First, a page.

The Hitch

Is it just me, or has Christopher Hitchens turned into a caricature of himself? Once upon a time, he was one of those Shakespearean fools whose license to speak truth to power was exercised in often brilliant puncturings of sacred cows and other pious beasts. Since his ascent to the office of national Atheist-in-Chief, he seems mostly to run around the public square in cap and bells, farting in the general direction of any religious personage who crosses his path. Some may be entertained at the blast he let loose the other day at Jeremiah Wright, his presidency-seeking parishioner, and a few others who happened to be standing in their vicinity. Others will find it merely noisome.

Interfaith Clinton Smackdown

This interfaith condemnation of Hillary Clinton’s poke at Barack Obama for sticking with Jeremiah Wright is pretty newsworthy. It reads, in part:Today, you took a new and disquieting step when you decided that it would be to your political benefit to wade into the waters of the issues surrounding Senator Barack Obama and his former pastor. This crosses the line and brings us full force into the zone of the politics of personal destruction.The signatories include several of the most important denominational figures in the black church: T. DeWitt Smith, president of the Progressive National Baptist Convention; Michael Battle, president of the Interdenominational Theological Seminary; Philip R. Cousin, Sr.,Senior Bishop of the African Methodist Episcopal Church; Stephen John Thurston, President National Baptist Convention of America. I’m a little surprised no religion reporter has done a story. Have I missed something?

More from Dean Snyder

On the jump is an extended passage from Dean Snyder’s Good Friday sermon that makes use of Jeremiah Wright’s “God damn America” line. It softens the application, making it more palatable–and obliquely identifies with the Obama critique. Pretty good use of Moltmann, I’d say. Worth a look. The theologian Jurgen Moltmann says Jesus’ death was not a “fine death.” The Gospel of Mark describes his dying as “greatly distressed and troubled.” (Mark 14:33) Mark says he died with a loud incoherent cry.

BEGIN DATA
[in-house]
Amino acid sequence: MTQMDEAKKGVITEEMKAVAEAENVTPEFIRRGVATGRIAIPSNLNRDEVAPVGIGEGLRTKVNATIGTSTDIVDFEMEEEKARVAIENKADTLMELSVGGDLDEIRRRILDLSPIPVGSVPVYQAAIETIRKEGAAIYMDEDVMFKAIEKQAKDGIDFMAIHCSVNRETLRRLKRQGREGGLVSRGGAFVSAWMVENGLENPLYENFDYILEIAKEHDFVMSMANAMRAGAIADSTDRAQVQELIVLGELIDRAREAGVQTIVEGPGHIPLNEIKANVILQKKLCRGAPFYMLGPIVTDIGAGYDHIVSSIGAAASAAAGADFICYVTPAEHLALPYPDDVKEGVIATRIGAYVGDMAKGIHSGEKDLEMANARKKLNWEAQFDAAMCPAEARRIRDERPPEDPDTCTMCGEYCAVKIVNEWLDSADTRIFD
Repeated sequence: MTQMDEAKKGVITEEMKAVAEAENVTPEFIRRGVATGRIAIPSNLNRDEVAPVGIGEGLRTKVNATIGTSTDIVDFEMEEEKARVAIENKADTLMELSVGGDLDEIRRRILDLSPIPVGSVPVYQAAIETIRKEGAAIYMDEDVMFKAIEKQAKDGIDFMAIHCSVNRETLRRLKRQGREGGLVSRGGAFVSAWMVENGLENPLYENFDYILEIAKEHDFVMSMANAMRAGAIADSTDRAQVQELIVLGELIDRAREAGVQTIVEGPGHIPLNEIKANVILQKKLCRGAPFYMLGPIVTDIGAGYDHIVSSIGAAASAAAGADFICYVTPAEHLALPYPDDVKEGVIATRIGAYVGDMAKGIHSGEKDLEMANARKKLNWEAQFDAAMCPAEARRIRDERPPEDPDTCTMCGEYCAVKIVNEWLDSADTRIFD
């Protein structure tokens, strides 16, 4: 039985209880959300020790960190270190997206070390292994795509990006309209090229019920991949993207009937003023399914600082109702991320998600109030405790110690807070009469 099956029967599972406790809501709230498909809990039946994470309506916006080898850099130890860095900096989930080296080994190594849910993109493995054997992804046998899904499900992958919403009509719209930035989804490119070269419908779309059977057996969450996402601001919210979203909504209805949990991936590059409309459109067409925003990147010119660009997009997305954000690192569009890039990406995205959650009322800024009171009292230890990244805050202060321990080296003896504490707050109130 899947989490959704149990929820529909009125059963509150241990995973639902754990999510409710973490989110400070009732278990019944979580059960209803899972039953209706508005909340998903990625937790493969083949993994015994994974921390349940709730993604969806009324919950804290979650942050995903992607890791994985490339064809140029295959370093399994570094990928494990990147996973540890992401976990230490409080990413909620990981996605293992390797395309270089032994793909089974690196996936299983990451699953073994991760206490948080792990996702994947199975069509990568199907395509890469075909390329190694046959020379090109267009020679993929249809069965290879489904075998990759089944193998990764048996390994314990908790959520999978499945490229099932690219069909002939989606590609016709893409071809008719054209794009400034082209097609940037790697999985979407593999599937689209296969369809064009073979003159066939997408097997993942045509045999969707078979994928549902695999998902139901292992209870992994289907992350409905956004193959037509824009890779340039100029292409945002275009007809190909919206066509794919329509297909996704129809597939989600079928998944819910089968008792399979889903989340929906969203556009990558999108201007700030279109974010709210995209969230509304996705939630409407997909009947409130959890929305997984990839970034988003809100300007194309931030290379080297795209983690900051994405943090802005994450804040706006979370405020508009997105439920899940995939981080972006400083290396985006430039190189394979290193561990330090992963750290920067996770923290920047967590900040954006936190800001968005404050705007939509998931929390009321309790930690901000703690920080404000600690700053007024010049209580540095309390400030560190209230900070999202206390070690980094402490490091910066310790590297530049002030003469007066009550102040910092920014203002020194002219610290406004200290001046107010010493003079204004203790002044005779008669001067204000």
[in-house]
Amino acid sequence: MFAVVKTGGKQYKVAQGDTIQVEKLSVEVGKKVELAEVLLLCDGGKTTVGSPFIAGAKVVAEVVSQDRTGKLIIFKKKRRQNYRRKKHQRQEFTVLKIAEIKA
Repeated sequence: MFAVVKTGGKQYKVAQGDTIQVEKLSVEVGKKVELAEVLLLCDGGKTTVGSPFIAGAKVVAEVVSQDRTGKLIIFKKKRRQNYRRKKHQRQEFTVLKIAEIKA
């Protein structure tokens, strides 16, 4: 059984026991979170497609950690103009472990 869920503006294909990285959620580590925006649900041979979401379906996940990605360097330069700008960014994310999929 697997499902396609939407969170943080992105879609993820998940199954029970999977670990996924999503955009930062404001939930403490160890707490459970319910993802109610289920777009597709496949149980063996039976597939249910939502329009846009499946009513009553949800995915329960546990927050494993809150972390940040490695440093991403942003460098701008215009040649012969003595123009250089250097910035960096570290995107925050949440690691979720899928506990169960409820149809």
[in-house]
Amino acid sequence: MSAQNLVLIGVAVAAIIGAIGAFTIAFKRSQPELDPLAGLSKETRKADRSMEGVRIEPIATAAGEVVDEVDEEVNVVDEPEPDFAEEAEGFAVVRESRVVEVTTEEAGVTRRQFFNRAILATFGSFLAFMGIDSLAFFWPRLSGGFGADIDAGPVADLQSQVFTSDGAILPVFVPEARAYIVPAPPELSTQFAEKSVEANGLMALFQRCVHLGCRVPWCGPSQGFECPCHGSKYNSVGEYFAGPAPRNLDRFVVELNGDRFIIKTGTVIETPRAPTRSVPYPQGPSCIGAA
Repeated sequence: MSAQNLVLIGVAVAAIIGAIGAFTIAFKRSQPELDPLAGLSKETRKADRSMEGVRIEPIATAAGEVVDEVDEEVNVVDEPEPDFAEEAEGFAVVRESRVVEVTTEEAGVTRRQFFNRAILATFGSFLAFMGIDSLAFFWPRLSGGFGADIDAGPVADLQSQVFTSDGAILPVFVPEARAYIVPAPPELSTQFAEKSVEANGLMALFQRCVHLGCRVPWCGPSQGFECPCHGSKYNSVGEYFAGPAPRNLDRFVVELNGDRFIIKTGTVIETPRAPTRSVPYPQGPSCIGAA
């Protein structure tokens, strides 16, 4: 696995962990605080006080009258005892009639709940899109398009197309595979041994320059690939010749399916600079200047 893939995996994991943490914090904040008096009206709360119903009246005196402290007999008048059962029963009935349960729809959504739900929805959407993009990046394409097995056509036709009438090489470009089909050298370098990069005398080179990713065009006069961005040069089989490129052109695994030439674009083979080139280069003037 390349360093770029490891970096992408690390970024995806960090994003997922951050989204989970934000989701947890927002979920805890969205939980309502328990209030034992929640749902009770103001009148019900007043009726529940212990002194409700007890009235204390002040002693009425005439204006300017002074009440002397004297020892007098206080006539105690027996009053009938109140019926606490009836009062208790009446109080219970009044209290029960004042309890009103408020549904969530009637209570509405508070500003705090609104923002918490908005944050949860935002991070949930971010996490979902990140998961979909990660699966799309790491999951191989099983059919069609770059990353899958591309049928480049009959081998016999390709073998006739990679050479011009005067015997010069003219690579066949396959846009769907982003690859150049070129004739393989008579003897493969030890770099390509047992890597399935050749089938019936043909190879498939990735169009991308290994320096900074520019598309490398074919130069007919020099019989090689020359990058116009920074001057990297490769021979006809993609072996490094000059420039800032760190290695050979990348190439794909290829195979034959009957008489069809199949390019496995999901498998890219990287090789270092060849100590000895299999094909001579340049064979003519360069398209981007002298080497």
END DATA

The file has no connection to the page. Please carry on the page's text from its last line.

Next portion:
Hillary’s Church

A number of readers (nice to hear from you) have written in to say they think Hillary Clinton’s current church is the Fellowship (or “the Family”), the rather secretive organization that for decades has run the National Prayer Breakfast and which sponsors various prayer groups for government officials and their spouses. Clinton joined up when she arrived in Washington as the First Lady in 1993 and apparently has since ascended to the most elite of its “cells.” It’s a basically evangelical operation (though non-evangelicals participate) and it forswears partisan politics even as it pushes towards the right. I once co-authored a book on the American Establishment (called The American Establishment), and what the Family mostly seems to me to be is one of those organizations that do do what establishmentarian organizations always do: provide the contacts and networks, the modes of understanding and accommodation, and the rites of entry and inclusion that enable elites to function and perpetuate themselves. The Family appears to be a right-wing example of the breed–rather more inclusive, by the evidence available, than, for example, most right-wing Washington think tanks.